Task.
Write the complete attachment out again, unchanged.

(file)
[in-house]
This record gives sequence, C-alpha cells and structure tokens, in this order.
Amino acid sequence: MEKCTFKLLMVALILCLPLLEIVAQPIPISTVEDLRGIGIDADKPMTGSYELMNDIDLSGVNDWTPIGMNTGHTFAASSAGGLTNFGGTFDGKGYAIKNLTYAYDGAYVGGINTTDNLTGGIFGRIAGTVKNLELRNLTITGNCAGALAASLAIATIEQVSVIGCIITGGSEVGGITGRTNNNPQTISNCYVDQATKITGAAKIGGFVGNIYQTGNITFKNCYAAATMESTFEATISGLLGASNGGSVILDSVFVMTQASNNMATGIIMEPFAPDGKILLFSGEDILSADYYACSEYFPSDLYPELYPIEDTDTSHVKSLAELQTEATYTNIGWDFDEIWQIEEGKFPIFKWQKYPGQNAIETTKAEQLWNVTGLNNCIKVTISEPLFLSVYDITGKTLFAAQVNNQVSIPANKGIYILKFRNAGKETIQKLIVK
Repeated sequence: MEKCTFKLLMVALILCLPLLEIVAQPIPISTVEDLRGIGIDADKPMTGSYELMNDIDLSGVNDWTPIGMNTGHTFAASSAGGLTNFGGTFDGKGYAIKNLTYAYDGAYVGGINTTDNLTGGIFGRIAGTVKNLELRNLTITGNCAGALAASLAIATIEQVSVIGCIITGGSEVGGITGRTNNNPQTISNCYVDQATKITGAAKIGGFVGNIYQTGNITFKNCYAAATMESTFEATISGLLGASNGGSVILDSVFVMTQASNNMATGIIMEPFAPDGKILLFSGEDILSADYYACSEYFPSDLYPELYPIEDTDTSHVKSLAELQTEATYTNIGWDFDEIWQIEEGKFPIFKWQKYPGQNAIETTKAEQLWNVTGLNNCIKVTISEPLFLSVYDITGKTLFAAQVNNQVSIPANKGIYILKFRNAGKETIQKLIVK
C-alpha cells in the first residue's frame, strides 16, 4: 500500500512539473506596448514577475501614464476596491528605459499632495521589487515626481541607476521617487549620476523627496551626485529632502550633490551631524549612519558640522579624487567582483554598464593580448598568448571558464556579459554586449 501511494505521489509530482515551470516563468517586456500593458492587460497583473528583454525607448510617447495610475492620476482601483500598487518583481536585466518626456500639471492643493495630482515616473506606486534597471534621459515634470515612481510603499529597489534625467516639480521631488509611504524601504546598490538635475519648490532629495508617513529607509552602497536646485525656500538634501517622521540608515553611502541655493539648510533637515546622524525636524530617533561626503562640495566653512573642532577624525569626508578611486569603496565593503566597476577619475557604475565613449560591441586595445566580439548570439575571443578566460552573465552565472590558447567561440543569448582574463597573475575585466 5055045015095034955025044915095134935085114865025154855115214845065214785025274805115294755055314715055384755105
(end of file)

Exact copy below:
[in-house]
This record gives sequence, C-alpha cells and structure tokens, in this order.
Amino acid sequence: MEKCTFKLLMVALILCLPLLEIVAQPIPISTVEDLRGIGIDADKPMTGSYELMNDIDLSGVNDWTPIGMNTGHTFAASSAGGLTNFGGTFDGKGYAIKNLTYAYDGAYVGGINTTDNLTGGIFGRIAGTVKNLELRNLTITGNCAGALAASLAIATIEQVSVIGCIITGGSEVGGITGRTNNNPQTISNCYVDQATKITGAAKIGGFVGNIYQTGNITFKNCYAAATMESTFEATISGLLGASNGGSVILDSVFVMTQASNNMATGIIMEPFAPDGKILLFSGEDILSADYYACSEYFPSDLYPELYPIEDTDTSHVKSLAELQTEATYTNIGWDFDEIWQIEEGKFPIFKWQKYPGQNAIETTKAEQLWNVTGLNNCIKVTISEPLFLSVYDITGKTLFAAQVNNQVSIPANKGIYILKFRNAGKETIQKLIVK
Repeated sequence: MEKCTFKLLMVALILCLPLLEIVAQPIPISTVEDLRGIGIDADKPMTGSYELMNDIDLSGVNDWTPIGMNTGHTFAASSAGGLTNFGGTFDGKGYAIKNLTYAYDGAYVGGINTTDNLTGGIFGRIAGTVKNLELRNLTITGNCAGALAASLAIATIEQVSVIGCIITGGSEVGGITGRTNNNPQTISNCYVDQATKITGAAKIGGFVGNIYQTGNITFKNCYAAATMESTFEATISGLLGASNGGSVILDSVFVMTQASNNMATGIIMEPFAPDGKILLFSGEDILSADYYACSEYFPSDLYPELYPIEDTDTSHVKSLAELQTEATYTNIGWDFDEIWQIEEGKFPIFKWQKYPGQNAIETTKAEQLWNVTGLNNCIKVTISEPLFLSVYDITGKTLFAAQVNNQVSIPANKGIYILKFRNAGKETIQKLIVK
C-alpha cells in the first residue's frame, strides 16, 4: 500500500512539473506596448514577475501614464476596491528605459499632495521589487515626481541607476521617487549620476523627496551626485529632502550633490551631524549612519558640522579624487567582483554598464593580448598568448571558464556579459554586449 501511494505521489509530482515551470516563468517586456500593458492587460497583473528583454525607448510617447495610475492620476482601483500598487518583481536585466518626456500639471492643493495630482515616473506606486534597471534621459515634470515612481510603499529597489534625467516639480521631488509611504524601504546598490538635475519648490532629495508617513529607509552602497536646485525656500538634501517622521540608515553611502541655493539648510533637515546622524525636524530617533561626503562640495566653512573642532577624525569626508578611486569603496565593503566597476577619475557604475565613449560591441586595445566580439548570439575571443578566460552573465552565472590558447567561440543569448582574463597573475575585466 5055045015095034955025044915095134935085114865025154855115214845065214785025274805115294755055314715055384755105